Mb002 : Hydro Majestic | NSW Environment & Heritage

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Mb002 : Hydro Majestic

Item details

Name of item: Mb002 : Hydro Majestic
Other name/s: Belgravia Hydropathic Hotel
Primary address: 52-88 Great Western Highway, Medlow Bath, NSW 2780
Local govt. area: Blue Mountains
All addresses
Street AddressSuburb/townLGAParishCountyType
52-88 Great Western HighwayMedlow BathBlue Mountains   Primary Address

Statement of significance:

The grandest of the grand hotels in the mountains, the Hydro has state significance as a pioneering spa resort with advanced facilities for the health and pleasure of guests. The century and more of use as a hotel, capitalising on one of the finest situations in the mountains, is also of state significance. The Hydro Majestic Hotel is a unique overlay of hotel building styles including the pre-fabricated Casino and Federation free-style Reception buildings and the art deco Hargravia, Belgravia and main wings and the federation free classical south wing. The hotel also includes a number of freestanding buildings with a unity of styling and detailing such as the north bunkhouse, toilet block and rear of the Road Bar.

The arrangement of buildings along the ridge parallel to the Great Western Highway with the distinctive street fencing and row of mature radiata pinus trees quickly became, and remains, a significant landmark on the road through the Blue Mountains.

Some individual elements including the Casino and Reception buildings are fine examples of Federation free style architecture.

The tennis courts have a rare quality with their rustic stone walling and location on the edge of the ridge.

The unusual feature of a prefabricated imported casino which became a showpiece for some of the greatest singers of the Edwardian period, the art collection and the cuisine further enhance the social significance of the Hydro.

Technical interest attaches to the remains of the flying fox into the Megalong and the symbiosis between the hotel and valley below has remained a significant element in the Hydro’s success.
Date significance updated: 25 Mar 00
Note: There are incomplete details for a number of items listed in NSW. The Heritage Division intends to develop or upgrade statements of significance and other information for these items as resources become available.

Description

Construction years: 1904-
Physical description: The Hydro Majestic Hotel consists of a series of buildings stretching north-south along the edge of a steep slope overlooking the Megalong Valley. The main hotel buildings in the centre are connected with a long enclosed promenade along the western side.

From north to south the buildings are;
A free standing residence (north residence)
the Hydro Road Bar, on the Great Western Highway boundary
a lavatory block to the west of the Hydro Road Bar
Tennis Courts
Belgravia Wing
Main Block,
A wishing well is to the north of the Main Block.
Casino,
Reception,
Hargravia Wing,
South Wing.
The dining room is on the north side of the South Wing.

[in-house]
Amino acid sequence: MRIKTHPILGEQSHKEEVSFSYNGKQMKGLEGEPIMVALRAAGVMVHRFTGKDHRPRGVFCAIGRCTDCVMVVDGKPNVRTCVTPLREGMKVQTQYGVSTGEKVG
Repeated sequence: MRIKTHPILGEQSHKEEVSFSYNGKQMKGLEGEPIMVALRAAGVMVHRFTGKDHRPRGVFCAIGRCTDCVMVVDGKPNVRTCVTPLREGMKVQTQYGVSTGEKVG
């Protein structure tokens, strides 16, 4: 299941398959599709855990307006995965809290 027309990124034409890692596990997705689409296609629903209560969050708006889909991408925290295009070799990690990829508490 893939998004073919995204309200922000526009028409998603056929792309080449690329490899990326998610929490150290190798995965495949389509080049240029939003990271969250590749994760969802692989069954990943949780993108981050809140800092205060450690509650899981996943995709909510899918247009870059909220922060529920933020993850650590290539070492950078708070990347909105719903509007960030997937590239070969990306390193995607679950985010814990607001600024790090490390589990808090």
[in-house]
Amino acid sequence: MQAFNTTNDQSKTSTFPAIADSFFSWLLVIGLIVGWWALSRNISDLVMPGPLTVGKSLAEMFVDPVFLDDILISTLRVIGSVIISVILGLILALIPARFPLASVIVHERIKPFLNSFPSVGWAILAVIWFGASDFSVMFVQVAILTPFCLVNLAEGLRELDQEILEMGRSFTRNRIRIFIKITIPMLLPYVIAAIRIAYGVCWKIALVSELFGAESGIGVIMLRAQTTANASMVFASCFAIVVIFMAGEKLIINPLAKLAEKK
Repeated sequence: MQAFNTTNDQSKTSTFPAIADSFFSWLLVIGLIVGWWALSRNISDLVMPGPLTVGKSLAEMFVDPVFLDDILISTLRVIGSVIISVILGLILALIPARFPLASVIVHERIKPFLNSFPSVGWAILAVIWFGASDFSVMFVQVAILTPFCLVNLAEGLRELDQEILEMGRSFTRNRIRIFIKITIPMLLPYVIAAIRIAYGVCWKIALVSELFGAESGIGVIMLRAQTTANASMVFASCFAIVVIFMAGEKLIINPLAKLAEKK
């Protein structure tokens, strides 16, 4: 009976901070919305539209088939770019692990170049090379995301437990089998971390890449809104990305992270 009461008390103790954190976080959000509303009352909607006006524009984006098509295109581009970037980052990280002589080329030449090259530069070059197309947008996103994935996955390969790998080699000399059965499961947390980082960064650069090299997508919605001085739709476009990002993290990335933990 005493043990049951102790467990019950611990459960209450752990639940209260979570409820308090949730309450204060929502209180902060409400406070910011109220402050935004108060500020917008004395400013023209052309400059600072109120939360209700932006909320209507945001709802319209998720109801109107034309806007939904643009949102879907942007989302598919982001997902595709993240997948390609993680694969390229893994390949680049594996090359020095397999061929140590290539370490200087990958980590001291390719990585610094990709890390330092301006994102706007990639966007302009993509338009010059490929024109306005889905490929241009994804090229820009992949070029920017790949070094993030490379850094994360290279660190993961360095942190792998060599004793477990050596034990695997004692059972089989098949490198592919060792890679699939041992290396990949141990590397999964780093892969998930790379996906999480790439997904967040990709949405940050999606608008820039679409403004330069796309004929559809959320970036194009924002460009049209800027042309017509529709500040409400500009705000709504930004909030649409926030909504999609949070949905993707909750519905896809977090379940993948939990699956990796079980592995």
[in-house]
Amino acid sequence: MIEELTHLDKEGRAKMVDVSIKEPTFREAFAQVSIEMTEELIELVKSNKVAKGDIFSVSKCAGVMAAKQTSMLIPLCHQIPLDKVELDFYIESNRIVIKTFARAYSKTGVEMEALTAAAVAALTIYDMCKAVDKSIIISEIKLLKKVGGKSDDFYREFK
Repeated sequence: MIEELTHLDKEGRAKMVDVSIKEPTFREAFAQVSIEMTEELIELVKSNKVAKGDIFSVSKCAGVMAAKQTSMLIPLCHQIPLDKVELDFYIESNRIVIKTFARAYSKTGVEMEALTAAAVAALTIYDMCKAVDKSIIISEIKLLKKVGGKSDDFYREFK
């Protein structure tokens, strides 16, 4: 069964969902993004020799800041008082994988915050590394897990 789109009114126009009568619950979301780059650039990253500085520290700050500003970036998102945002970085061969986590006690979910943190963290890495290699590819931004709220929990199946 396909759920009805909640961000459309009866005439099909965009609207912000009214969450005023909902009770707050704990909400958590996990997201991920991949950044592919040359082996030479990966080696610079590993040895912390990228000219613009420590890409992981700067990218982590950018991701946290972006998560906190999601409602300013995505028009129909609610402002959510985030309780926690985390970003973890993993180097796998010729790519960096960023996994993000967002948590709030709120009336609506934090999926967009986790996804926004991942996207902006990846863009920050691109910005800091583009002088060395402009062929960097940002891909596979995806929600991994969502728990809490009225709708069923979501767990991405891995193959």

The two bunkhouses are freestanding buildings at the south end of the site, close to the Great Western Highway.
West of the bunkhouses is a freestanding plant building. Service buildings and kitchens are located to the south of the dining room (east of the south wing)

The Great Western Highway boundary of the site is marked by a fence of rockfaced sandstone piers with turned sandstone balusters and sandstone cappings. Gateposts are taller rockfaced sandstone piers.

A row of radiata pines are planted inside the fence, complementing those on the opposite side of the Great Western Highway.

A croquet lawn is located to the east of the Belgravia Wing and the tennis court.

A swimming pool is located to the east of the Hargravia Wing.

Walking paths leading down to the Megalong Valley are located to the west of the hotel.

North residence:
A gabled 2 storey building with a hipped roofed wing on the west (rear) side, possibly built on the remains of the original Belgravia hotel.

The roof is corrugated steel with exposed rafters.

The walls are of cavity brickwork with sandstone sills and sandstone footings.

A stair with a catslide roof is on the east side

Paired framed and sheeted 1/2 glazed doors are on the south side.

A triangular bay window is in the west wall of the first floor.


Hydro Road Bar:
The Hydro Road Bar has a single storey octagonal pavilion at the core. The pavilion has turned timber posts and an asbestos shingled roof with terracotta ridging and a ball finial.
The pavilion has been extended south along the highway frontage and a rendered crenellated, parapetted façade to the Great western Highway, returning to the north and south has been added. The rear (west) walls are lined with rusticated weatherboards and have large picture windows.

The east façade has recessed entries in breakfronts towards each end. The entries are through paired glazed doors with sidelights.

The roof over the north and south extensions is a corrugated steel skillion.

Lavatory Building:
A single storey pyramidal roof building with an asbestos shingled roof and terracotta ridging set at 45 degrees to the adjacent buildings. The southeast wall is set back from the line of the eaves to allow a walkway to the ledged and sheeted lavatory doors. The west corner of the building is open.